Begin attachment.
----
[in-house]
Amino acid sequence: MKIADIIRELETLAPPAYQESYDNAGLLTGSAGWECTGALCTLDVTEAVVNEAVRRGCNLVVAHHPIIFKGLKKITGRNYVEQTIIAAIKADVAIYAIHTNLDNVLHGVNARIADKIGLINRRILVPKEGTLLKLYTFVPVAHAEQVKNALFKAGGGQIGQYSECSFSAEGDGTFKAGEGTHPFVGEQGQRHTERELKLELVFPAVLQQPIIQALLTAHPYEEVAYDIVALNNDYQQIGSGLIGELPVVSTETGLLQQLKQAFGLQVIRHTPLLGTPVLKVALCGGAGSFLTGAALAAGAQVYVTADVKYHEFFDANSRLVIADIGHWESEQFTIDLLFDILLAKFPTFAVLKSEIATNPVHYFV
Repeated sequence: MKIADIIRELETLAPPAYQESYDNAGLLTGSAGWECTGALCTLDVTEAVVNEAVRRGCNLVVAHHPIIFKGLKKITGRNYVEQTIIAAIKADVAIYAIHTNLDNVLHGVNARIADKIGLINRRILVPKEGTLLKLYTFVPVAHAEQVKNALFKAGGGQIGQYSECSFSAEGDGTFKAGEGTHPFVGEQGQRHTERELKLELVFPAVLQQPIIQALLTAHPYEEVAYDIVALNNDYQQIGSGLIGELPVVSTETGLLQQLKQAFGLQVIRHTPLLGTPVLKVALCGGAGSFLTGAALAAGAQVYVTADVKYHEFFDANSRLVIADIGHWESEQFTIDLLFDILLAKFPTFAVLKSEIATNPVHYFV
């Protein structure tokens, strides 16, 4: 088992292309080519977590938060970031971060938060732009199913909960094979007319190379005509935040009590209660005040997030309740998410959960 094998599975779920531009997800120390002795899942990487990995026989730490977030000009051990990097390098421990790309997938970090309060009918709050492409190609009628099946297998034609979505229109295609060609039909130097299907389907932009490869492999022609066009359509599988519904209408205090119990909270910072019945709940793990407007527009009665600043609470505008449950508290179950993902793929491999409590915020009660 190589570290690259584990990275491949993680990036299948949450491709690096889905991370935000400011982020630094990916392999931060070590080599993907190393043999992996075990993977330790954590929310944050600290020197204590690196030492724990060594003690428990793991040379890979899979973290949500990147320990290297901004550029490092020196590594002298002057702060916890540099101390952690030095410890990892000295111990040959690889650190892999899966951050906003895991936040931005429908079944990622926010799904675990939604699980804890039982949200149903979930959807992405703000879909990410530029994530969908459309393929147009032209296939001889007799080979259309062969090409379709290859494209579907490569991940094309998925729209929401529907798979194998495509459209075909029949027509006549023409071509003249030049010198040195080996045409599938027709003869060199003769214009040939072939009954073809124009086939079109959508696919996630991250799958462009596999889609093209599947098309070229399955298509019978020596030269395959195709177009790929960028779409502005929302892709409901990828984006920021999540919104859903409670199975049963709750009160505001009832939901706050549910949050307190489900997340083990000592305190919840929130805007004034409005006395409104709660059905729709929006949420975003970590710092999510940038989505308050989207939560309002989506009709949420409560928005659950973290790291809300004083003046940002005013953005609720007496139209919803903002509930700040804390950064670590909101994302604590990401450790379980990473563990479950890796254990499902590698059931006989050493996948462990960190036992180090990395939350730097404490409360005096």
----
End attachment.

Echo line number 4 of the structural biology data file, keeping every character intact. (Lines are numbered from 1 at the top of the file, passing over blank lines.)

């Protein structure tokens, strides 16, 4: 088992292309080519977590938060970031971060938060732009199913909960094979007319190379005509935040009590209660005040997030309740998410959960 094998599975779920531009997800120390002795899942990487990995026989730490977030000009051990990097390098421990790309997938970090309060009918709050492409190609009628099946297998034609979505229109295609060609039909130097299907389907932009490869492999022609066009359509599988519904209408205090119990909270910072019945709940793990407007527009009665600043609470505008449950508290179950993902793929491999409590915020009660 190589570290690259584990990275491949993680990036299948949450491709690096889905991370935000400011982020630094990916392999931060070590080599993907190393043999992996075990993977330790954590929310944050600290020197204590690196030492724990060594003690428990793991040379890979899979973290949500990147320990290297901004550029490092020196590594002298002057702060916890540099101390952690030095410890990892000295111990040959690889650190892999899966951050906003895991936040931005429908079944990622926010799904675990939604699980804890039982949200149903979930959807992405703000879909990410530029994530969908459309393929147009032209296939001889007799080979259309062969090409379709290859494209579907490569991940094309998925729209929401529907798979194998495509459209075909029949027509006549023409071509003249030049010198040195080996045409599938027709003869060199003769214009040939072939009954073809124009086939079109959508696919996630991250799958462009596999889609093209599947098309070229399955298509019978020596030269395959195709177009790929960028779409502005929302892709409901990828984006920021999540919104859903409670199975049963709750009160505001009832939901706050549910949050307190489900997340083990000592305190919840929130805007004034409005006395409104709660059905729709929006949420975003970590710092999510940038989505308050989207939560309002989506009709949420409560928005659950973290790291809300004083003046940002005013953005609720007496139209919803903002509930700040804390950064670590909101994302604590990401450790379980990473563990479950890796254990499902590698059931006989050493996948462990960190036992180090990395939350730097404490409360005096």